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A Childhood: The Biography of a Place Hardcover – October 1, 1995

4.7 out of 5 stars 23 customer reviews

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Editorial Reviews

Review

Crews is, obviously, a unique southern raconteur. . . . It's easy to despise poor folks. A Childhood makes it more difficult. It raises almost to a level of heroism these people who seem of a different century. A Childhood is not about a forgotten America, it is about a part of America that has rarely, except in books like this, been properly discovered.

(New York Times Book Review)

It is Crews' great gift that he can show us how absolutely cursed, and alsolutely beautiful, we are. . . . Crews burns through the easy ways in which we would like to regard ourselves; what he leaves behind is something better, something touched by the refiner's fire.

(New York Newsday)

From the Back Cover

A Childhood is the unforgettable memoir of Harry Crews's earliest years, a sharply remembered portrait of the people, locales, and circumstances that shaped him - and destined him to be a storyteller. Crews was born in the middle of the Great Depression, in a one-room sharecropper's cabin at the end of a dirt road in rural south Georgia. If Bacon County was a place of grinding poverty, poor soil, and blood feuds, it was also a deeply mystical place, where snakes talked, birds could possess a small boy by spitting in his mouth, and faith healers and conjure women kept ghosts and devils at bay. At once shocking and elegiac, heartrending and comical, A Childhood not only recalls the transforming events of Crews's youth but conveys his growing sense of self in a world "in which survival depended on raw courage, a courage born out of desperation and sustained by a lack of alternatives".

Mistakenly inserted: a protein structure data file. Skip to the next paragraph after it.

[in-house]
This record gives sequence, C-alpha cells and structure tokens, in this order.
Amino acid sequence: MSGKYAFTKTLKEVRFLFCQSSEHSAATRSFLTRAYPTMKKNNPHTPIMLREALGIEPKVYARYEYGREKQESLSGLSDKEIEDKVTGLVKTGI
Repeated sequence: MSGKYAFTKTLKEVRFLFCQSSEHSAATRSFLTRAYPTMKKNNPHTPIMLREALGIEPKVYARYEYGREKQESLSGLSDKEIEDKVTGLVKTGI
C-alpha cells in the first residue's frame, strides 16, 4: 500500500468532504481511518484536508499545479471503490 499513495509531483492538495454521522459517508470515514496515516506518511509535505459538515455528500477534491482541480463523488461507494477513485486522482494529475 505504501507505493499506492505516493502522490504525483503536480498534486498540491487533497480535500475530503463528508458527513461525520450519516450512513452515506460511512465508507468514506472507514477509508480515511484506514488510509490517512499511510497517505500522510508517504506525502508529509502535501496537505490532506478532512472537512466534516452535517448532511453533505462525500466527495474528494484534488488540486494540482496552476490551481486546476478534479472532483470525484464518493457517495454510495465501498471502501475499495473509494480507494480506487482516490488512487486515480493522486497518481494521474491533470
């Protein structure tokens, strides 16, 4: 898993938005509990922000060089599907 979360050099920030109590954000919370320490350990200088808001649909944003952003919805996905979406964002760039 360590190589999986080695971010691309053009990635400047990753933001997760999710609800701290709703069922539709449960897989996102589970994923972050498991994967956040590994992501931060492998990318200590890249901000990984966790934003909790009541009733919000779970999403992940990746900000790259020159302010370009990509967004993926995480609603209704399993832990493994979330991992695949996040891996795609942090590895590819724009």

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Product Details

  • Hardcover: 192 pages
  • Publisher: University of Georgia Press (October 1, 1995)
  • Language: English
  • ISBN-10: 0820317594
  • ISBN-13: 978-0820317595
  • Product Dimensions: 6 x 0.7 x 9 inches
  • Shipping Weight: 15.2 ounces (View shipping rates and policies)
  • Average Customer Review: 4.7 out of 5 stars  See all reviews (23 customer reviews)
  • Amazon Best Sellers Rank: #71,475 in Books (See Top 100 in Books)

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Top Customer Reviews

By T. Bravender on March 15, 2000
Format: Hardcover
Although this book is not a typical work by the literate master of the hard South, it is a testament to his talent. This book made me see and feel the life of a 6 year old dirt farmer in Bacon Co, Georgia, and also give some insight into the basis of characters in Crews' fictional works. This is one of the best quasi-memoirs ever written, and even has a slight belief in human goodness not seen in his other work. Mr. Crews' more typical works (such as Feast of Snakes or All We Need of Hell) are very good novels in their own right, yet Childhood stands apart and above all of his other books combined. If you read nothing else by Harry Crews (which is not a good idea--you should read many of his books), this is the one to choose.
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Format: Hardcover Verified Purchase
I received an excellent recommendation on this book, from Annie Dillard. I had written her to express my admiration for her moving memoir An American Childhood, concerning her upbringing in Pittsburgh during the Eisenhower `50's. She responded, with thanks, and made a singular recommendation: another memoir of childhood, this one, by Harry Crews. In terms of childhood experiences, they are poles apart. Crews' was raised, dirt poor as the expression has it, in Bacon County, deep rural southeast Georgia, during the Depression. Dillard's was a middle class upbringing, during the post-World War II prosperity years.